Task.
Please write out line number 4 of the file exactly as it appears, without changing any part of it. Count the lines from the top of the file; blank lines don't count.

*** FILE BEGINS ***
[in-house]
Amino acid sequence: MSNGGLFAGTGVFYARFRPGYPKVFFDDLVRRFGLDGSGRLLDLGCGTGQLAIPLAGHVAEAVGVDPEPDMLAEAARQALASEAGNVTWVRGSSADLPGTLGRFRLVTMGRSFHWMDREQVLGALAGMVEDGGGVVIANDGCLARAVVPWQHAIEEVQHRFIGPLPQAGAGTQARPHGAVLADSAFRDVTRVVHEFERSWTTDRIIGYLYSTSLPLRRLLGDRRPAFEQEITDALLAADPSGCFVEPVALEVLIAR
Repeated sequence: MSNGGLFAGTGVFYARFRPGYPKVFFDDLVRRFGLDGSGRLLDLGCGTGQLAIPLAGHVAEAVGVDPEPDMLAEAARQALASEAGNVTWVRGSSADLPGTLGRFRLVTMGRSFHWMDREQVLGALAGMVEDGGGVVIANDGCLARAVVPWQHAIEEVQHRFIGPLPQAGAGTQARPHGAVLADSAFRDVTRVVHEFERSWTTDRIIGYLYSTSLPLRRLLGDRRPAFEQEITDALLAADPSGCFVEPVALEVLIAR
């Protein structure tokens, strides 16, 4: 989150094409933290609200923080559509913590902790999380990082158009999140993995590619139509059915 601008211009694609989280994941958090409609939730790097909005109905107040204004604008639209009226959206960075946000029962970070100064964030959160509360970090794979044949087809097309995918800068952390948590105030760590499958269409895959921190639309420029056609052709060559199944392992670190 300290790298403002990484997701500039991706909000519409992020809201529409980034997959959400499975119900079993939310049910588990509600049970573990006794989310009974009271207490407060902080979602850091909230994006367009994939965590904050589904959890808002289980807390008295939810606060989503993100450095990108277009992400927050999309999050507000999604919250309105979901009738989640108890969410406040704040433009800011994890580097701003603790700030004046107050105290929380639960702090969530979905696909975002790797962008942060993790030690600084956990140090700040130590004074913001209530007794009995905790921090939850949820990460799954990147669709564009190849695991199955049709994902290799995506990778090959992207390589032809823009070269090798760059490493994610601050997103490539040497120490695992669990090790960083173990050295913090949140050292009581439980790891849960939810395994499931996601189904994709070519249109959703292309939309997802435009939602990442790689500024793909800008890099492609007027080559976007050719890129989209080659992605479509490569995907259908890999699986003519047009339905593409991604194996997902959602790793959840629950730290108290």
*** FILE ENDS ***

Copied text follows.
């Protein structure tokens, strides 16, 4: 989150094409933290609200923080559509913590902790999380990082158009999140993995590619139509059915 601008211009694609989280994941958090409609939730790097909005109905107040204004604008639209009226959206960075946000029962970070100064964030959160509360970090794979044949087809097309995918800068952390948590105030760590499958269409895959921190639309420029056609052709060559199944392992670190 300290790298403002990484997701500039991706909000519409992020809201529409980034997959959400499975119900079993939310049910588990509600049970573990006794989310009974009271207490407060902080979602850091909230994006367009994939965590904050589904959890808002289980807390008295939810606060989503993100450095990108277009992400927050999309999050507000999604919250309105979901009738989640108890969410406040704040433009800011994890580097701003603790700030004046107050105290929380639960702090969530979905696909975002790797962008942060993790030690600084956990140090700040130590004074913001209530007794009995905790921090939850949820990460799954990147669709564009190849695991199955049709994902290799995506990778090959992207390589032809823009070269090798760059490493994610601050997103490539040497120490695992669990090790960083173990050295913090949140050292009581439980790891849960939810395994499931996601189904994709070519249109959703292309939309997802435009939602990442790689500024793909800008890099492609007027080559976007050719890129989209080659992605479509490569995907259908890999699986003519047009339905593409991604194996997902959602790793959840629950730290108290």